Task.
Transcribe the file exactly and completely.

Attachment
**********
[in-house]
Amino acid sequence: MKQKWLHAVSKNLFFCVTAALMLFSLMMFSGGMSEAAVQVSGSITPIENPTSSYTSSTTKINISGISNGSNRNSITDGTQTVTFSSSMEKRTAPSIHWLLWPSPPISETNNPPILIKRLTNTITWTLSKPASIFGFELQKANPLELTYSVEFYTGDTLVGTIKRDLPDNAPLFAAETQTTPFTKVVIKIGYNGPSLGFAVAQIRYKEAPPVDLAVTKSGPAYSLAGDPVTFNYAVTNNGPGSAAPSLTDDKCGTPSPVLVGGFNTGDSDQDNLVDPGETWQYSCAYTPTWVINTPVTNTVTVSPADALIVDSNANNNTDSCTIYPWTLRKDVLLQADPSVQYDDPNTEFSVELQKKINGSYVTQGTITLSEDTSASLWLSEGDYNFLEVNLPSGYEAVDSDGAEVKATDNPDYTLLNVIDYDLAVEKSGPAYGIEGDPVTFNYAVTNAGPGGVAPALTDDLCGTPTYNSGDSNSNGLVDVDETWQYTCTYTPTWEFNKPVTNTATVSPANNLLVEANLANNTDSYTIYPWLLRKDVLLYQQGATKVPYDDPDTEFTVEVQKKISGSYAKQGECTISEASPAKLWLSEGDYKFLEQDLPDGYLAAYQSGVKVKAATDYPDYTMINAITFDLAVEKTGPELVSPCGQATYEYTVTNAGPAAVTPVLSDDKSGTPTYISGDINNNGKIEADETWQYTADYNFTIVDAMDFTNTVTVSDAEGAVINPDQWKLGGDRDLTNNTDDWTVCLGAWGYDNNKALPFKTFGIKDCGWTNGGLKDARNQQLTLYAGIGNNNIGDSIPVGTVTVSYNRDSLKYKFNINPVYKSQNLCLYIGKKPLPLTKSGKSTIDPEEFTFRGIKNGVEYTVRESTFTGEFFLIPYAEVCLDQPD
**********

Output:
[in-house]
Amino acid sequence: MKQKWLHAVSKNLFFCVTAALMLFSLMMFSGGMSEAAVQVSGSITPIENPTSSYTSSTTKINISGISNGSNRNSITDGTQTVTFSSSMEKRTAPSIHWLLWPSPPISETNNPPILIKRLTNTITWTLSKPASIFGFELQKANPLELTYSVEFYTGDTLVGTIKRDLPDNAPLFAAETQTTPFTKVVIKIGYNGPSLGFAVAQIRYKEAPPVDLAVTKSGPAYSLAGDPVTFNYAVTNNGPGSAAPSLTDDKCGTPSPVLVGGFNTGDSDQDNLVDPGETWQYSCAYTPTWVINTPVTNTVTVSPADALIVDSNANNNTDSCTIYPWTLRKDVLLQADPSVQYDDPNTEFSVELQKKINGSYVTQGTITLSEDTSASLWLSEGDYNFLEVNLPSGYEAVDSDGAEVKATDNPDYTLLNVIDYDLAVEKSGPAYGIEGDPVTFNYAVTNAGPGGVAPALTDDLCGTPTYNSGDSNSNGLVDVDETWQYTCTYTPTWEFNKPVTNTATVSPANNLLVEANLANNTDSYTIYPWLLRKDVLLYQQGATKVPYDDPDTEFTVEVQKKISGSYAKQGECTISEASPAKLWLSEGDYKFLEQDLPDGYLAAYQSGVKVKAATDYPDYTMINAITFDLAVEKTGPELVSPCGQATYEYTVTNAGPAAVTPVLSDDKSGTPTYISGDINNNGKIEADETWQYTADYNFTIVDAMDFTNTVTVSDAEGAVINPDQWKLGGDRDLTNNTDDWTVCLGAWGYDNNKALPFKTFGIKDCGWTNGGLKDARNQQLTLYAGIGNNNIGDSIPVGTVTVSYNRDSLKYKFNINPVYKSQNLCLYIGKKPLPLTKSGKSTIDPEEFTFRGIKNGVEYTVRESTFTGEFFLIPYAEVCLDQPD